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Red Cross and Red Crescent meet States to strengthen humanitarian action

21-11-2011 News Release

Geneva (ICRC/IFRC) – Humanitarian challenges in contemporary armed conflicts and natural disasters will be among the themes discussed at the 31st International Conference of the Red Cross and Red Crescent in Geneva next week.

The conference starting on 28 November brings together representatives of the International Red Cross and Red Crescent Movement – the world's largest humanitarian network – and of the States party to the Geneva Conventions. Over 2,000 people are expected to attend the event.

One of the objectives of the conference is to push for improved security so that health care can be delivered unimpeded in armed conflicts and other situations of violence. "People die in large numbers because armed conflict or other violence hinders their access to health care or because doctors, hospitals or ambulances are directly attacked," said Jakob Kellenberger, president of the International Committee of the Red Cross (ICRC). "Over the next four years, we will gather legal experts, health-care personnel, policy makers and representatives of armed forces to work out practical remedies to what has grown to be one of the largest yet least recognized humanitarian disasters of today."

Conference participants are expected to adopt a resolution that will endorse a four-year initiative to tackle this global emergency. A recent study by the ICRC of over 650 incidents in 16 countries and a follow-up report about the consequences for medical staff and patients are the basis of this initiative. The findings revealed that obstacles to providing and obtaining health care are widespread and affect millions of people around the world in countries such as Afghanistan, the Democratic Republic of the Congo, Colombia and Libya.

Another key objective of the conference is to strengthen the legal protection of victims of armed conflict. While the existing international humanitarian law remains suitable on the whole, improvement is still necessary in specific areas. In particular, there is a need for better protection for detainees in non-international armed conflict, and for more effective international mechanisms to monitor compliance with international humanitarian law.

Also under scrutiny during the International Conference will be the issue of the protection of volunteers in emergencies. Nearly one billion people around the world serve as volunteers. More than 13 million of these join the International Red Cross and Red Crescent Movement, helping people with no expectation of financial gain. The nature of emergency response work means that many volunteers risk their safety and often their lives. In 2011, a number of Red Cross and Red Crescent volunteers in countries such as Libya, Sudan and Pakistan sustained injuries or in some cases were killed while helping others.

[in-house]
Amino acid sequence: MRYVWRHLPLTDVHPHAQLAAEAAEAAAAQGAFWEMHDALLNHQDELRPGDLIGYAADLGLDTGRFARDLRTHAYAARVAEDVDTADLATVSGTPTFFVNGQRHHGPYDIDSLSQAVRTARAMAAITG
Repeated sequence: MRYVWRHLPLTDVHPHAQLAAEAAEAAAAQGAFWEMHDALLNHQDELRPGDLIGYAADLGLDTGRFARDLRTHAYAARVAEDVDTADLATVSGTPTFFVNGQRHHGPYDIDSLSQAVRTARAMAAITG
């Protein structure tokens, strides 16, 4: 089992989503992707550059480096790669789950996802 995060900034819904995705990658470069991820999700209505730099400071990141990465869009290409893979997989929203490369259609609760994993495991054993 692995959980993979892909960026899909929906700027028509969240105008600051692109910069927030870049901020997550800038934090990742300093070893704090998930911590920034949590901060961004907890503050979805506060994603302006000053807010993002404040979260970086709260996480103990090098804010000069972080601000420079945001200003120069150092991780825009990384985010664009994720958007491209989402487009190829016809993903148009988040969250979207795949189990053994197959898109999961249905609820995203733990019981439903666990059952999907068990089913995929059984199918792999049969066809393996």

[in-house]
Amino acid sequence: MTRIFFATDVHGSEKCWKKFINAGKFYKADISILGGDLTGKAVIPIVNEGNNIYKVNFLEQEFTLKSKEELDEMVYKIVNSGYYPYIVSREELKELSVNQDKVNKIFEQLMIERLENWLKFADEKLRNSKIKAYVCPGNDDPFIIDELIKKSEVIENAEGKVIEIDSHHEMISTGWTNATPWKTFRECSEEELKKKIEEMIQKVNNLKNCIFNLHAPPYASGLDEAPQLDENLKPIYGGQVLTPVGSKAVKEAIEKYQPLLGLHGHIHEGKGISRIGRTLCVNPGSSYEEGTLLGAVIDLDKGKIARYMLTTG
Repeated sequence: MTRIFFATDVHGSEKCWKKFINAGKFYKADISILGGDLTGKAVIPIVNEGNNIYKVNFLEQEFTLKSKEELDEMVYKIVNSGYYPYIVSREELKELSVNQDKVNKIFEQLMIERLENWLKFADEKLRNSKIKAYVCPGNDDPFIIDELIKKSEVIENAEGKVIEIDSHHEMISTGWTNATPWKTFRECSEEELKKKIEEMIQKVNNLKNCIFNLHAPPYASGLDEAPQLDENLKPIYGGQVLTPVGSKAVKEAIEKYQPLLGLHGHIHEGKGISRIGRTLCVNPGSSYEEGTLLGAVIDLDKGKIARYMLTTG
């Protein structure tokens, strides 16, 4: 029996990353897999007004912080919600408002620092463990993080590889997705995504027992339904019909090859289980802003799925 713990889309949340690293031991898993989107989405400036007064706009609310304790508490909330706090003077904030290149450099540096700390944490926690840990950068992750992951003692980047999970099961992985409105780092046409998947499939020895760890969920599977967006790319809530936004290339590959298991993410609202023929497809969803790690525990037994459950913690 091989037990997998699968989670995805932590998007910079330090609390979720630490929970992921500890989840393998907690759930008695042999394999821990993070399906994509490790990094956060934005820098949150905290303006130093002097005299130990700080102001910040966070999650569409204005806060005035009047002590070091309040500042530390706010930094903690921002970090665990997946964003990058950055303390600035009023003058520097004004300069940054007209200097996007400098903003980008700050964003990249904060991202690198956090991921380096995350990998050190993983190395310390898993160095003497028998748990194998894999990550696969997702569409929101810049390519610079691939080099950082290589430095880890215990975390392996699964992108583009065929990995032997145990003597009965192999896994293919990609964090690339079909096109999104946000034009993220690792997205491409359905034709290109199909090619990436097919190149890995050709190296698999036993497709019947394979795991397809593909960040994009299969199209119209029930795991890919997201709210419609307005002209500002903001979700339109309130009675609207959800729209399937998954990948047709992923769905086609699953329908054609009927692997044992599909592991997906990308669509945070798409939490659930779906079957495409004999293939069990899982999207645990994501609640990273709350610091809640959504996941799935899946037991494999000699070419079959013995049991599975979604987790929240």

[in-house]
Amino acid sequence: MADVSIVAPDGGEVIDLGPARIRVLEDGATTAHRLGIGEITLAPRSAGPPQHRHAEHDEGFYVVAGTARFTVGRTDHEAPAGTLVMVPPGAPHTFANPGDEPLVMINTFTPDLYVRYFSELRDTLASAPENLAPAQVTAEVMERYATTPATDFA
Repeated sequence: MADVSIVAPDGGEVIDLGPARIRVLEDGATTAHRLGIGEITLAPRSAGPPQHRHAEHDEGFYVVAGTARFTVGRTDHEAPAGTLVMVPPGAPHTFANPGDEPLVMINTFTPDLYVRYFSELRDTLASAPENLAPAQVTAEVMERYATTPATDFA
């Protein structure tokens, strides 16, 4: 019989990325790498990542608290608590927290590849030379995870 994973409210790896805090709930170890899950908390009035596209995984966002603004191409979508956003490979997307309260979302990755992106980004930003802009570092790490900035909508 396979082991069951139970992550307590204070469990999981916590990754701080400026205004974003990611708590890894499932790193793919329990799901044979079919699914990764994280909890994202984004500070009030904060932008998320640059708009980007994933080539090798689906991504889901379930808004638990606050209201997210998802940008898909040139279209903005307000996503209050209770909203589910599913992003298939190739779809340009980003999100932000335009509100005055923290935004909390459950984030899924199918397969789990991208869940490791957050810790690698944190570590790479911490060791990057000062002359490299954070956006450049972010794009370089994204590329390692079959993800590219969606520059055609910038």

In light of these and other tragedies, strengthening legal protection for volunteers and creating an environment which can better protect, promote and recognize the benefits of volunteers, will be a key objective of the conference. According to research by the International Federation of Red Cross and Red Crescent Societies (IFRC) undertaken in line with the International Labour Organization's Manual on the Measurement of Volunteer Work, the services of volunteers around the world in emergency and development activities carried out by the International Red Cross and Red Crescent Movement were worth close to six billion US dollars in 2009 – or close to 90 US cents for every person on earth.

"The decisions we make at the International Conference, the resolutions we create, the policies we adopt, only make sense once volunteers are in place to translate our words into concrete action," said Bekele Geleta, secretary-general of the IFRC. "Volunteers selflessly help others and at times fall in harm’s way. It's time the welfare, recognition and protection of volunteers is seriously reviewed and measures put in place to ensure they can do their work without fear of intimidation or harm."

The International Red Cross and Red Crescent Movement is made up of the ICRC, the IFRC and 187 National Red Cross and Red Crescent Societies. The International Conference, its highest deliberative body, meets every four years.

For further information, or to set up interviews, please contact:

Carla Haddad Mardini, Spokesperson, ICRC Tel: + 41 22 730 2405 / +41 79 217 3226
Nicole Engelbrecht, Public Relations Officer, ICRC Tel: + 41 22 730 2271 / +41 79 217 32 17
Pierre Kremer, Spokesman, IFRC Tel: +41 22 730 4914 / +41 79 226 4832
Jessica Sallabank, Media Relations Officer, IFRC Tel: 41 22 730 4620 / +41 79 948 1148
Jason Smith, Manager Corporate Communications, IFRC Tel: + 41 22 730 4454 / +41 79 249 3380